Saturday, March 28, 2009

Supply Chain disruption

On any given day, millions of containers carrying up to 32 tons of goods each are moving on trucks, trains and ships in and out of ports. This movement has become remarkably affordable and economically expedient for global supply chains of manufacturers, retailers, and until now, the US military.

The possibility that "foreign terrorists" would seize control of a public port, or bring in a dirty bomb to explode it inside a port facility near a large city, would haunt Homeland Security ever since 9/11. In the past port security compromised port efficiency by constantly packing and repacking at checkpoints. This proved very costly. As a practical matter, some considered that process a non-tariff barrier to trade.

Today only about 5% of containers entering the US are inspected like this, and the Department of Homeland Security is suggesting upgrading its ports to operate much like Hong Kong's port where every container passes through a gamma-ray machine and a radiation portal to detect nuclear weapons. Just one bomb that sneaks in through a port could prove disastrous - not just for the city affected, but for the entire economy afterward. In the words of author and policy analyst Stephen Flynn, "The entire intermodal container system will grind to a halt."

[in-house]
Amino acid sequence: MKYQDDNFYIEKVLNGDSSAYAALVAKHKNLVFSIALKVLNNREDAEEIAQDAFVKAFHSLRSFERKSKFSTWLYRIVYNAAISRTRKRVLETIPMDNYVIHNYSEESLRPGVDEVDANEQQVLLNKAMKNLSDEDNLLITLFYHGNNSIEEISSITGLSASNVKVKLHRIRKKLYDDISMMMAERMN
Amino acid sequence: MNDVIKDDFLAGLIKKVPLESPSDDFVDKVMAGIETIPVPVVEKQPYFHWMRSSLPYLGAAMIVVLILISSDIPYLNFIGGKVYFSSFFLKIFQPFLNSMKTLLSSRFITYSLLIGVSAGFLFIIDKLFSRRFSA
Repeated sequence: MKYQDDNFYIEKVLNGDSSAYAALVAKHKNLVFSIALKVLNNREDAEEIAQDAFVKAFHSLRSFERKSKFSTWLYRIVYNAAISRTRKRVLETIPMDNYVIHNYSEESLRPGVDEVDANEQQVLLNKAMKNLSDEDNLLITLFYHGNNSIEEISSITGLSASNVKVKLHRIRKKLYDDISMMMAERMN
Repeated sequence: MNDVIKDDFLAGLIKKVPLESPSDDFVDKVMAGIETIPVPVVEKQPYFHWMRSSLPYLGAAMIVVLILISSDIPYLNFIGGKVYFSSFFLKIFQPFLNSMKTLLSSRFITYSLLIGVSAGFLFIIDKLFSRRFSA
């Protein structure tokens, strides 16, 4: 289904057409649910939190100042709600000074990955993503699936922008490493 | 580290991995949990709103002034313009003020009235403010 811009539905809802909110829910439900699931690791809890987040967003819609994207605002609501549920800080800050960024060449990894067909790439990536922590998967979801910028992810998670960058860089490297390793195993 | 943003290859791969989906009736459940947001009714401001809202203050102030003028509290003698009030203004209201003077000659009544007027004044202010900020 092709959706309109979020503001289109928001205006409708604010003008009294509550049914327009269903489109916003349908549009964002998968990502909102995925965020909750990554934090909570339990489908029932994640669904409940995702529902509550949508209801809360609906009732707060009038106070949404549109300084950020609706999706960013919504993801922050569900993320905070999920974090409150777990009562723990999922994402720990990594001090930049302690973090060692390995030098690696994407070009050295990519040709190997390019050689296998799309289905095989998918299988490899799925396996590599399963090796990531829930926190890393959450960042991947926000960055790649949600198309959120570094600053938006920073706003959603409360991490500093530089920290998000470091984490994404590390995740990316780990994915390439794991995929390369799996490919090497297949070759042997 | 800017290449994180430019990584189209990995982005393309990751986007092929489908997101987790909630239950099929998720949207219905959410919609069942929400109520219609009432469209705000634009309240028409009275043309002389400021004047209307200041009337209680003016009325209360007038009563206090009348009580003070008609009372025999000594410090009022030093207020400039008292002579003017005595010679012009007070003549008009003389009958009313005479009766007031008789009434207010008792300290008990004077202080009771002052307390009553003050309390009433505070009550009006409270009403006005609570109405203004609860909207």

In effect, every guerilla warfare operation has realized that one of the most effective ways to cripple an empire is to disrupt its supply chain security, and make every movement of goods and commodities extremely risky.

It is for this reason that protesters, playing on the government's fear of 'homegrown terrorists', would find that supply chain disruption in their own backyards could prove costly for the occupying forces as well. In the past just a group of about 40 people has proven very costly, up to $500,000 for just sitting and blocking traffic. These are, in effect, non-tariff barriers to trade. So much so that the Army will not use the sea-port system for the future shipment of military vehicles. Instead, it will fly all of the military vehicles to Afghanistan for the upcoming surge.

But is this because of activists in the US? And if so, is it a victory or an acknowledgment of Port Militarization Resistance (PMR)? Difficult to say.

Guerrillas are busy disrupting the military supply chain in Pakistan as well, and the US and NATO forces may be using air travel as a way to get supplies deep into the land instead of driving them through port cities.

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